To capitulate on pronouns is not an act of charity. It is rather the total surrender of the world, in a word.
Pillar: The Human Person
The first pillar of a decent society is respect for the human person, which recognizes that all individual human beings have dignity simply because of the kind of being they are: animals whose rational faculties allow them to know, love, reason, and communicate. It also recognizes that human beings are persons, members of the human family who flourish in a community that respects their fundamental rights and who long to discover transcendent truths about the nature of reality.
“This Land Is Our Land” challenges the immigration status quo and presents conservatives and liberals alike with the opportunity to examine an immigrant’s take on the number one issue dividing our nation.
The rise in numbers of people with no religious affiliation reflects the emergence of a new faith rather than a loss of faith altogether. As America’s religious norm changes from Christianity to therapeutic deism and spiritualized progressivism, we will find more people challenging longstanding protections of human dignity and religious liberty.
Johnny Tremain is a liminal secular-religious book. It challenges its secular readers to have a deep enough conception of the secular to encompass dying for the sake of freedom. It challenges its religious readers to deepen their pieties sufficiently to encompass the aspiration for freedom which is written in the human frame. It shows that the constitution of liberty is engraved in the human form itself.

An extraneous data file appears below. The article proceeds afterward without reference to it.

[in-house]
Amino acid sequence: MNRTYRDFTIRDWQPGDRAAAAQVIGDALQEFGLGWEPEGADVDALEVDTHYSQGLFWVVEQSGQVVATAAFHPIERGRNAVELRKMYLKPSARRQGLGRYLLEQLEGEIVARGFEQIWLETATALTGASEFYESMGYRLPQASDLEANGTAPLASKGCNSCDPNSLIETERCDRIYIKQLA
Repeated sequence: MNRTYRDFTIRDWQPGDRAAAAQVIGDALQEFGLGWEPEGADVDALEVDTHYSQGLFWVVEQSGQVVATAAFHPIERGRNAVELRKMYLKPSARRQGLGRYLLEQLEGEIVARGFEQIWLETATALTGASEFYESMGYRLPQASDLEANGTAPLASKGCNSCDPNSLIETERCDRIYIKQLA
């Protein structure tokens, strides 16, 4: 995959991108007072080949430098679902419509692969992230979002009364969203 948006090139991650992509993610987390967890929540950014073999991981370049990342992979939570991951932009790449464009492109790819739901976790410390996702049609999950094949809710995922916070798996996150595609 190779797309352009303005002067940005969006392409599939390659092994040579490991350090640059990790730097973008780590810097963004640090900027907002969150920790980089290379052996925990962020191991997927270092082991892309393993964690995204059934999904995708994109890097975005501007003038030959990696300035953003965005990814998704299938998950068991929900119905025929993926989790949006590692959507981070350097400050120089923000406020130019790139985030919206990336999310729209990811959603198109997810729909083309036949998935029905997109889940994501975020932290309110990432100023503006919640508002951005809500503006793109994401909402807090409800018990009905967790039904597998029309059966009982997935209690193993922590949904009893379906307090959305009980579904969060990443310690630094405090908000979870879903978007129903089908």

Jake Meador calls Christians to a humbler approach to healing the political and social ills of our time.
BirthStrikers protest climate change by vowing not to have children. Christians are called to a different response—a courageous one, built on hope rather than despair.
In response to the temptations of liberalism in religion, Newman articulated a profound vision of conscience as a natural mode of hearing God’s voice. Newman’s insights remain important resources today for resisting the notion of conscience as “the right of self-will.”
I had done This Thing for the simple reason that I felt I couldn’t be a single mother—because I was desperately scared of being ostracized by my community, judged for my irresponsible fornication.
The transgender castle that radicals have constructed by sheer force of will is built on shifting sand without supports of any kind. The wave that will sweep it away is gaining strength. May the time come soon when we will all say, with observers of past hysterias, “How could we have believed that?”
Strange as it may sound, the Holocaust education at my school shaped my sexuality and fertility well into adulthood by teaching me that the Holocaust brought about a complete break in the continuity of mankind. In the face of such immense suffering and slaughter, no responsible woman would choose to have children.
Serve the poor. Help the weak. Protect the unborn child. Speak the truth about the beauty and order of creation: Male and female he created them (Gen 5:2). Fight for your right to love and serve God, and for others to do the same. Defend the dignity of marriage and the family, and witness their meaning and hope to others by the example of your lives. Adapted from an address delivered at the Alliance Defending Freedom Summit on July 9, 2019.
Fifty years ago, Josef Pieper accurately prophesied the most defining dilemmas of our age and pointed us to the virtue of pietas to solve them.
Kansas’s Supreme Court randomly festooned its recent decision on abortion with impressive terms, without making the slightest effort to learn the terms’ meanings. The court identifies “common law” with judicial opinions and thus shoehorns innovative judicial decisions into its discussion of “natural rights.”